When game 82 is just a formality, your season has either gone very well or very poorly.
For the Carolina Hurricanes, game 82 was a formality for all right reasons. With the Metropolitan Division title secured after their win against the New York Rangers on Tuesday, the Hurricanes simply had to get through their season finale against the New Jersey Devils on Thursday.
They did more than just get through it, though. They delivered a one-sided beatdown to the Devils at PNC Arena and will now ride the wave of a six-game winning streak into the postseason.
Let’s talk about last night.
On Tuesday night, the Hurricanes experienced another goalie scare when Antti Raanta had to leave the game at Madison Square Garden due to injury.
As it turned out, it was a false alarm, as the veteran returned to the crease last night and put in a promising effort ahead of game one of the postseason.
Through two and a half periods, Raanta allowed just one goal, a perfectly placed snapshot from Fabian Zetterlund from the slot late in the first period. By that time, the Canes held onto a 6-1 lead before allowing two quick goals late in the third period.
Raanta didn’t miss a beat and, most importantly, he looked healthy, as he stopped 27 of 30 shots against the Devils.
“It was good to see him in there tonight,” said Jesperi Kotkaniemi after the game. “He did a great job. We know he’s ready to go with the playoffs next week. It’s good to have goalies ready. The trophy for them says a lot about them. Two great goalies, or actually three now, and they’ve been doing a great job all year.”
The trophy he referred to? Well, that’s the William M. Jennings Trophy, which the Hurricanes secured by allowing the fewest goals in the NHL in 2021-22. Raanta and Vezina candidate Frederik Andersen will be the ones who get their names etched into that piece of hardware in the coming weeks.
“It’s definitely a team award,” Rod Brind’Amour remarked. “Obviously, you’ve got to have good goalies to have a good team. It’s a good little capper to the season. Good commitment from the group.”
It’s the first time in franchise history that the Hurricanes have brought that trophy home, and they’ll hope to see the primary contributor to that award back in the crease early in the playoffs. If not, they will have a tandem of Raanta and young Pyotr Kochetkov, who came in and looked more than ready to play in the league.
Goals and Health
The most important thing for the Hurricanes on Thursday was to escape game 82 without seeing anyone getting hurt, and it would appear as though they managed to accomplish that.
Brind’Amour and company distributed minutes pretty evenly among the players who participated in the action, which included everyone except for Andrei Svechnikov and Jaccob Slavin, who got the night off.
Six different skaters found the back of the net for the Hurricanes, including three depth forwards in Kotkaniemi, Jordan Martinook, and Steven Lorentz. Kotkaniemi, who hadn’t played in 12 days due to injury, returned with a team-best three-point effort.
“Getting a couple of points early sure helps with the confidence and getting back,” said Kotkaniemi. “It was actually easier than I thought to get back in the pace. I think those couple games helped before in Colorado. I think it was good.”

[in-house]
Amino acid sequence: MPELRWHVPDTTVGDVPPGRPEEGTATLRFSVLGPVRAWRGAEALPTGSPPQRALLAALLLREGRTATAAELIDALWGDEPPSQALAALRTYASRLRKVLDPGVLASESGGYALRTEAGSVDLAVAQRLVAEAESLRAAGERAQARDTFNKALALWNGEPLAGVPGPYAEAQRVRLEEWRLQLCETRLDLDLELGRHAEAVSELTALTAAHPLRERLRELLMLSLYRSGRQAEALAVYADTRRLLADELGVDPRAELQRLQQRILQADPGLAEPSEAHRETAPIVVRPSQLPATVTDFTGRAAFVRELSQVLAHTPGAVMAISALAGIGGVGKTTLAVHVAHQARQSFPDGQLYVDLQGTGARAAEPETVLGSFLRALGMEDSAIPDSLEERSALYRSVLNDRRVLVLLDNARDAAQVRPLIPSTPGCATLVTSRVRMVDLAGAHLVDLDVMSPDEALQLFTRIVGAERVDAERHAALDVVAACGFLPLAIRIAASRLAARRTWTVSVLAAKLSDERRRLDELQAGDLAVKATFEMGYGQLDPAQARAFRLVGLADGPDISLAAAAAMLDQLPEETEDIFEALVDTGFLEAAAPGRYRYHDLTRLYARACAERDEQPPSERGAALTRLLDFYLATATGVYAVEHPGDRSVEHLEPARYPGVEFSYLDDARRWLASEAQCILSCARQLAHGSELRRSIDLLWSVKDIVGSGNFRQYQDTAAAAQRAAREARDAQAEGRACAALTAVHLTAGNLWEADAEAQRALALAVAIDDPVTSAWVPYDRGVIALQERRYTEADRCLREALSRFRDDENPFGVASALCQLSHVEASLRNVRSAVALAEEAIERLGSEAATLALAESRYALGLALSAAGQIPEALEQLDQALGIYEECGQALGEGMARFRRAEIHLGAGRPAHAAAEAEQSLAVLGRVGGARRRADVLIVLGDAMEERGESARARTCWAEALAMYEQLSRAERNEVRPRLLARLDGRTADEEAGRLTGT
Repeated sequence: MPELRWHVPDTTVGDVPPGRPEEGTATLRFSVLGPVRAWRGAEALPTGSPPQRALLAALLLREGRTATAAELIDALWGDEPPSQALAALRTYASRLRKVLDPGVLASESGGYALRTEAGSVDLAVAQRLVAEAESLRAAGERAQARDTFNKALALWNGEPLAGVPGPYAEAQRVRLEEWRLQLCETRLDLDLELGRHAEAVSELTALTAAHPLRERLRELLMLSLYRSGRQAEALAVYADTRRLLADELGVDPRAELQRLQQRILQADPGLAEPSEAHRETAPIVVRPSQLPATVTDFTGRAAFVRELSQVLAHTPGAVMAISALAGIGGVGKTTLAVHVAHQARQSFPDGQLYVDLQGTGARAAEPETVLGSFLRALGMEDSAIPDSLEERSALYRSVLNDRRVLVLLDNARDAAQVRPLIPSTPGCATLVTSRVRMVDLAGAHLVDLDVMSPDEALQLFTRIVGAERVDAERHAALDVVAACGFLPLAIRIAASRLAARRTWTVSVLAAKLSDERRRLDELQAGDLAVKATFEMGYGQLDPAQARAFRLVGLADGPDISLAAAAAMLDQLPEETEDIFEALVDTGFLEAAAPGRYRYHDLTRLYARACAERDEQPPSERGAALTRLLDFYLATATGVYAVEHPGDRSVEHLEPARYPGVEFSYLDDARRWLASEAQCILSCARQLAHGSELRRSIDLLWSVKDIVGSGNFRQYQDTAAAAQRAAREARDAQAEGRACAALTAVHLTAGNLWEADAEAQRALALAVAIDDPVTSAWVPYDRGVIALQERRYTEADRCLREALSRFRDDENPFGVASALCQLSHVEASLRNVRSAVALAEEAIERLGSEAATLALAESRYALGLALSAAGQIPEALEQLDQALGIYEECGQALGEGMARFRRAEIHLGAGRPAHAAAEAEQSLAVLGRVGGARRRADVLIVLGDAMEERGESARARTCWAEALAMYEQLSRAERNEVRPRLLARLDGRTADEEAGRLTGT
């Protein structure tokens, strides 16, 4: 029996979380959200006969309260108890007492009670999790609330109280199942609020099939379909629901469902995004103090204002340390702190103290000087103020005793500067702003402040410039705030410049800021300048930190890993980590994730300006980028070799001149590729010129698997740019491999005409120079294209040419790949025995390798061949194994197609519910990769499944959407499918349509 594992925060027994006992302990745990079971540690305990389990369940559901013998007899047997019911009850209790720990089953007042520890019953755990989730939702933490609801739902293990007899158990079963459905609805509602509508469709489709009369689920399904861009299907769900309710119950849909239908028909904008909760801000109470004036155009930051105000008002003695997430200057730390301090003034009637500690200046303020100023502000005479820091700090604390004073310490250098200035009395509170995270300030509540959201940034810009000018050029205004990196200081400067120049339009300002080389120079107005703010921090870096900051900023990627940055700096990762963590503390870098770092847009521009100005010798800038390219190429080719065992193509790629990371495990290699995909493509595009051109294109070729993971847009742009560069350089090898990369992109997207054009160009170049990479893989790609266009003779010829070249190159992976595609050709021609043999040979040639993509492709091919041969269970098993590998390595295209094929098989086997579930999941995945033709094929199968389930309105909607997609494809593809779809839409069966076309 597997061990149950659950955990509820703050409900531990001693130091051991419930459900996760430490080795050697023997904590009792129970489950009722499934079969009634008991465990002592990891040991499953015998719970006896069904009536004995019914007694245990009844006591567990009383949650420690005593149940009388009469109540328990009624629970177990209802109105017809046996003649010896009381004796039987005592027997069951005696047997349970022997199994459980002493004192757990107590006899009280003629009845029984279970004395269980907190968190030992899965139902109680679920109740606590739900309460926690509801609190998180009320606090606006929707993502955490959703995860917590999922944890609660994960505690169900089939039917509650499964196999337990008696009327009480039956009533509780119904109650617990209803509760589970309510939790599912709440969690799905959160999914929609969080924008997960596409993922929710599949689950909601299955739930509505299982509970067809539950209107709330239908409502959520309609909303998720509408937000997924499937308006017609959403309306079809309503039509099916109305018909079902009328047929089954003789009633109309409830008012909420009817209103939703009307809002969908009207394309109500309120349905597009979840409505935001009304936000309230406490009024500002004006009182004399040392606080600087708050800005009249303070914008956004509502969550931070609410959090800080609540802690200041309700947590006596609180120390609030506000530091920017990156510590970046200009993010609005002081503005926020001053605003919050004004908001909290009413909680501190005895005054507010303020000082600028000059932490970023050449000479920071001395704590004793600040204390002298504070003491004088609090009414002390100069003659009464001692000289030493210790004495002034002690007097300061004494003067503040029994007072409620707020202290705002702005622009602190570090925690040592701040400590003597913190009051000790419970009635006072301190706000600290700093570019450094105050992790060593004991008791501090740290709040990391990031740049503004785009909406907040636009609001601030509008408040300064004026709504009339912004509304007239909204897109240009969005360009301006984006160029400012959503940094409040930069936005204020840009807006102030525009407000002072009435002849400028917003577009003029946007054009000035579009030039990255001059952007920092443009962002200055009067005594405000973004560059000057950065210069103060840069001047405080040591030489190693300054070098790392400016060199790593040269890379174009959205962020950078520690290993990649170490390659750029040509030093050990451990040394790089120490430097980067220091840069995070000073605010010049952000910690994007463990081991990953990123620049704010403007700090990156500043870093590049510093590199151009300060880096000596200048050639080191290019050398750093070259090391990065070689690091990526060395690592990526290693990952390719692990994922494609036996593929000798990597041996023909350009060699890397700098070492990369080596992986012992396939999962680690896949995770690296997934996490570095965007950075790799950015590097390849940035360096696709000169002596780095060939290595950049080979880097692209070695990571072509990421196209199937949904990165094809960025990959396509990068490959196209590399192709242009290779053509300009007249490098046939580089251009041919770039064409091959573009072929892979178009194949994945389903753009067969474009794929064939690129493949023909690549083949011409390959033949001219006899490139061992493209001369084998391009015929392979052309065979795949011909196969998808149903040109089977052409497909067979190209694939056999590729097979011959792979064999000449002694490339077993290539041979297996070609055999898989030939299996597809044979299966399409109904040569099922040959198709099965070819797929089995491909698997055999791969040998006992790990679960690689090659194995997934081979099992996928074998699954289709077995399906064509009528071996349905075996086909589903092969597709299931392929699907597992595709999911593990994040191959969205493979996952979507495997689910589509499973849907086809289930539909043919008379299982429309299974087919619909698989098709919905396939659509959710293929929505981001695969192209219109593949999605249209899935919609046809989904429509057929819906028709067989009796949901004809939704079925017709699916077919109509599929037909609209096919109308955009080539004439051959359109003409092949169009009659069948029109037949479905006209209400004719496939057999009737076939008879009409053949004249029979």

Brady Skjei assisted on Martinook’s third-period goal, getting him to 39 points. Skjei’s breakout season, offensively, has been well documented to this point, but that point tied his career high-high, which he accumulated in his rookie season all the way back in 2016-17.
The offense was spread throughout the lineup, which was a welcomed development ahead of the playoffs.
“It’s not individuals that play the game, but there’s guys who are going to step up,” Lorentz said after the game. “Come playoff time, there’s always guys up and down the lineup that get a big goal here or there or a big shift that can turn the momentum. I think whatever 20 guys are in the lineup are going to bring their best every night, and every guy is going to be itching to play and get the crowd engaged.”
The Hurricanes had an outstanding regular season, but that isn’t new for this club and this core group of players.
What would be new is an extended playoff run that sees them make it through the Eastern Conference. But, of course, that means beating a team that has been the bane of their recent playoff existence in round one - the Boston Bruins or the Tampa Bay Lightning.
Every Eastern Conference playoff team finished in the triple digits in the point category, including Boston and Tampa, the teams that have eliminated the Canes in the playoffs in each of the last three seasons.
Depending on the outcome of Friday’s games, the Canes will get one of those two perennial Eastern powerhouses.
The Hurricanes faired well against both clubs during the regular season. Right now, they are lined up to face the Bruins. In three head-to-head matchups, the Hurricanes won all three games and outscored them by a whopping 16-to-1 margin.
If Boston wins and Tampa loses in regulation on Friday, it will be the Bolts in round one. Carolina beat them two out of three times this season, and those games were tightly contested, with the Canes outscoring them 8-7. Each game was decided by one goal, and two of them went to overtime.
Either way, the Hurricanes will have something to prove in round one, and if they want to rise to the top of the food chain, they’re going to have to beat the best when it matters the most.
This is where the fun begins.